The finalists of the 2013 Radical Innovation in Hospitality competition recently gathered during Hospitality Design Expo in Las Vegas to present their ideas for the next big hotel concept in front of a jury of top industry judges. [...] the Copenhagen-based international architecture collective PinkCloud.dk took home the $10,000 grand prize for its Pop-Up Hotel concept, which utilizes empty Class A office spaces in urban centers, turning them into temporary hospitality spaces.
Villa for a couple in a Moravian village near forest and opened landscape
Where most people see packing material to be discarded after use, artist Bradley Hart sees a blank canvas waiting to be filled with pops of color. The New York-based Toronto native has been creating astoundingly realistic portraits of celebrities and friends using bubble wrap injected with paint. Besides people, Hart also has depicted some of his favorite places, like a square in Amsterdam, and brought to life more abstract ideas. The painstaking process involves filling each tiny air-filled bubble with acrylic pigment, making it appear as if the finished product is made up of thousands of pixels. On average, it takes the artist about 150 hours to finish each of his works. But even before he approaches his unusual canvas, Hart spends two-three days loading the paint into the 1,200-1,500 syringes needed to complete a single creation. One of his most famous works to date depicts the late Apple co-founder Steve Jobs. To complete the incredibly lifelike portrait, Hart injected over 16,000 individual bubbles with 89 different hues of paint to spectacular effect.
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This is the lowest level of inventory for the month of April since 2001, but this is also the smallest year-over-year decline since July 2011. The key points are: 1) inventory is very low, but 2) the inventory decline will probably end soon. With the low level of inventory, there is still upward pressure on prices - but as inventory starts to increase, buyer urgency will wane, and price increases will slow.
Important: The NAR reports active listings, and although there is some variability across the country in what is considered active, most "contingent short sales" are not included. "Contingent short sales" are strange listings since the listings were frequently NEVER on the market (they were listed as contingent), and they hang around for a long time - they are probably more closely related to shadow inventory than active inventory. However when we compare inventory to 2005, we need to remember there were no "short sale contingent" listings in 2005. In the areas I track, the number of "short sale contingent" listings is also down sharply year-over-year.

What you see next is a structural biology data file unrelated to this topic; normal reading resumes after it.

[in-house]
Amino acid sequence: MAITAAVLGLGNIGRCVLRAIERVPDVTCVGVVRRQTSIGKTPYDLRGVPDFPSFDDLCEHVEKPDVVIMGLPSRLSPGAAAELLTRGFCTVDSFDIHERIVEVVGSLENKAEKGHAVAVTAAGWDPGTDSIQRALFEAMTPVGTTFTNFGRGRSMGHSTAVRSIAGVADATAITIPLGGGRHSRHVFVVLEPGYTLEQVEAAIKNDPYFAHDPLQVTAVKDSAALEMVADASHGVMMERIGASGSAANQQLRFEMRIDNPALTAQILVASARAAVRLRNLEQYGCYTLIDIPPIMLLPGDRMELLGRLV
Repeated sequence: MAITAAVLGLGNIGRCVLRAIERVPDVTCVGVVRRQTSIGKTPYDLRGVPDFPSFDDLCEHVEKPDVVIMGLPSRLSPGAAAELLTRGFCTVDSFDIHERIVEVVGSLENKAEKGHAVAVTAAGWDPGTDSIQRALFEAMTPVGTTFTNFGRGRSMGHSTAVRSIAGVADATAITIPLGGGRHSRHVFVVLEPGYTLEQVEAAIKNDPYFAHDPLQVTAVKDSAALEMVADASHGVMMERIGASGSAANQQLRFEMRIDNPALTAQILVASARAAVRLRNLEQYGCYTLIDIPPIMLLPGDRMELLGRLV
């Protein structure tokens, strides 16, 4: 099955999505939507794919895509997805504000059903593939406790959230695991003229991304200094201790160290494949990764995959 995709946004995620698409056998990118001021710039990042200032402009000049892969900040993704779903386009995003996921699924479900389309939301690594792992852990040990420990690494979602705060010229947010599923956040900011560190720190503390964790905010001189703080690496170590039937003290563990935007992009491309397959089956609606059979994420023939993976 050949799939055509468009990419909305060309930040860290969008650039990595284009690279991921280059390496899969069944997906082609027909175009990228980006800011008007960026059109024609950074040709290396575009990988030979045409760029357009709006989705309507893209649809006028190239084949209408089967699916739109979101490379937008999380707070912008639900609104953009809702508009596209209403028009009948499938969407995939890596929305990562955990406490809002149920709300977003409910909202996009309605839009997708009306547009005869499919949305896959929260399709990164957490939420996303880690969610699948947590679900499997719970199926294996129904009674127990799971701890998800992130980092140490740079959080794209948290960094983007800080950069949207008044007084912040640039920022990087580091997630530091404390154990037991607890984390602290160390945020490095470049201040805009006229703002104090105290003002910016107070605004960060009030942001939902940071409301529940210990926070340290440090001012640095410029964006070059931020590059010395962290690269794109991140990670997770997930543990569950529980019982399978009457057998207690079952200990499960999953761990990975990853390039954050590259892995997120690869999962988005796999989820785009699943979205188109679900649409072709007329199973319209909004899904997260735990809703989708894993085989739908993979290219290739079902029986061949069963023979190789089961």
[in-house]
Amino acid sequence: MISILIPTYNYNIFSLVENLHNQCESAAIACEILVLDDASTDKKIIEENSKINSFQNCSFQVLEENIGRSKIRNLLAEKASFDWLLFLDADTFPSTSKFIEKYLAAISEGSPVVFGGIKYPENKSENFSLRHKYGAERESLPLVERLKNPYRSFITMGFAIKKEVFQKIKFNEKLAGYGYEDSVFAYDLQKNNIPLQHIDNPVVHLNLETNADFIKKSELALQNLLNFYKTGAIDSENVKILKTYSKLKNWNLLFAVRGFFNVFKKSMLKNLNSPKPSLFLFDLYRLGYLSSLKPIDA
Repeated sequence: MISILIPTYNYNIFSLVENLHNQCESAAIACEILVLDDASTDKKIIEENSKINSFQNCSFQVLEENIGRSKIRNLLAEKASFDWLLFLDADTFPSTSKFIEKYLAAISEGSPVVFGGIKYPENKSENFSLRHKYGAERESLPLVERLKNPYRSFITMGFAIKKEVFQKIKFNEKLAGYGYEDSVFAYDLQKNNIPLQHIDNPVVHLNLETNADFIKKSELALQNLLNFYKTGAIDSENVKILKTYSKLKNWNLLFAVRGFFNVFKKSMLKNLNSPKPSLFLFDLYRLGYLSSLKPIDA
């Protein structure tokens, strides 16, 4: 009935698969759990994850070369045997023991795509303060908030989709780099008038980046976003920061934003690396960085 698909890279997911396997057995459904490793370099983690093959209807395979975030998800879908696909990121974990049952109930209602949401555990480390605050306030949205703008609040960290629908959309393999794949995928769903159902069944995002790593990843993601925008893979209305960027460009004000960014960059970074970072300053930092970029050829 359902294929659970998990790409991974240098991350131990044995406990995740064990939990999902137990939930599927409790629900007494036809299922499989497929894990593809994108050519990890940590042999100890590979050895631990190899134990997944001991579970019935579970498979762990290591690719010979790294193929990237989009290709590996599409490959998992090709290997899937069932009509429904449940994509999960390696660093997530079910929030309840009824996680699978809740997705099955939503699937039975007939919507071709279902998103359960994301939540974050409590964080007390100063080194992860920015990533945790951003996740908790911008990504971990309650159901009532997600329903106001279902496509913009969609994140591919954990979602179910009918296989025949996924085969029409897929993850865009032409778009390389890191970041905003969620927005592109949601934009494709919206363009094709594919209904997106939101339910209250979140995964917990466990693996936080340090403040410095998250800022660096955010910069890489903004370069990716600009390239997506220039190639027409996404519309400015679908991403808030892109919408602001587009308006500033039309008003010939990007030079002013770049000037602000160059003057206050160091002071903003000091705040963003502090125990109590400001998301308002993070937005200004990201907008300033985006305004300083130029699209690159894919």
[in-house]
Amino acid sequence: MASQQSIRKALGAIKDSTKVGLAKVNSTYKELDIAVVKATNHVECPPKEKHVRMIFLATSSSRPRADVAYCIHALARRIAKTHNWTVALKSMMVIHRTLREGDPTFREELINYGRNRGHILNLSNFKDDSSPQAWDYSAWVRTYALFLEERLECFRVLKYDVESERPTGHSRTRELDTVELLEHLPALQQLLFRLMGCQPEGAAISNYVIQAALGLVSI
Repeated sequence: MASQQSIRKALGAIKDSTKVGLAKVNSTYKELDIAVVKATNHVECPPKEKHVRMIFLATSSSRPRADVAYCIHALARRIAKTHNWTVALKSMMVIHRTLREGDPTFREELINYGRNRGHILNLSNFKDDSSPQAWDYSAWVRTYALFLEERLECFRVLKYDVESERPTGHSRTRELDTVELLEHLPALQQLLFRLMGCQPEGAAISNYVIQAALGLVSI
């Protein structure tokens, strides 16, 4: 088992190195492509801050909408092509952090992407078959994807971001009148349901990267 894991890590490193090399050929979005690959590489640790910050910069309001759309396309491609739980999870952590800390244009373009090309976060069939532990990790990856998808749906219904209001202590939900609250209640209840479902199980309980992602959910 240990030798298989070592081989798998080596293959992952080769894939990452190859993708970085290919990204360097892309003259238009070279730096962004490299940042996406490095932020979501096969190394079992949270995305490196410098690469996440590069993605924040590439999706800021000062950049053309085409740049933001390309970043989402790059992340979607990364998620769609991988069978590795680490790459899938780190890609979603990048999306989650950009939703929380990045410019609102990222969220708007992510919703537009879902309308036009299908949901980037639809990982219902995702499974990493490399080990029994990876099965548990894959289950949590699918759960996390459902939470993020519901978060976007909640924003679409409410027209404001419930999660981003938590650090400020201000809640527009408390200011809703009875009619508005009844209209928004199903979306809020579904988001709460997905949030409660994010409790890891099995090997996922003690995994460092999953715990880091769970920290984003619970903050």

Another key point: The NAR reported total sales were up 9.7% from April 2012, but conventional sales are probably up close to 25% from April 2012, and distressed sales down. The NAR reported (from a survey):
Distressed homes – foreclosures and short sales – accounted for 18 percent of April sales, down from 21 percent in March and 28 percent in April 2012.Although this survey isn't perfect, if total sales were up 9.7% from April 2012, and distressed sales declined from 28% of total sales to 18%, this suggests conventional sales were up sharply year-over-year - a good sign. However some of this increase is investor buying; the NAR is reporting:
All-cash sales were at 32 percent of transactions in April, up from 30 percent in March; they were 29 percent in April 2012. Individual investors, who account for most cash sales, purchased 19 percent of homes in April, unchanged from March; they were 20 percent in April 2012.The following graph shows existing home sales Not Seasonally Adjusted (NSA).
Click on graph for larger image.
Sales NSA in April (red column) are above the sales for for 2008 through 2012, and close to the level in 2007. Sales are well below the bubble years of 2005 and 2006.
The bottom line is this was a solid report. Conventional sales have increased sharply, although some of this is investor buying. And inventory is low, but the year-over-year decline in inventory is decreasing.
• Existing Home Sales in April: 4.97 million SAAR, 5.2 months of supply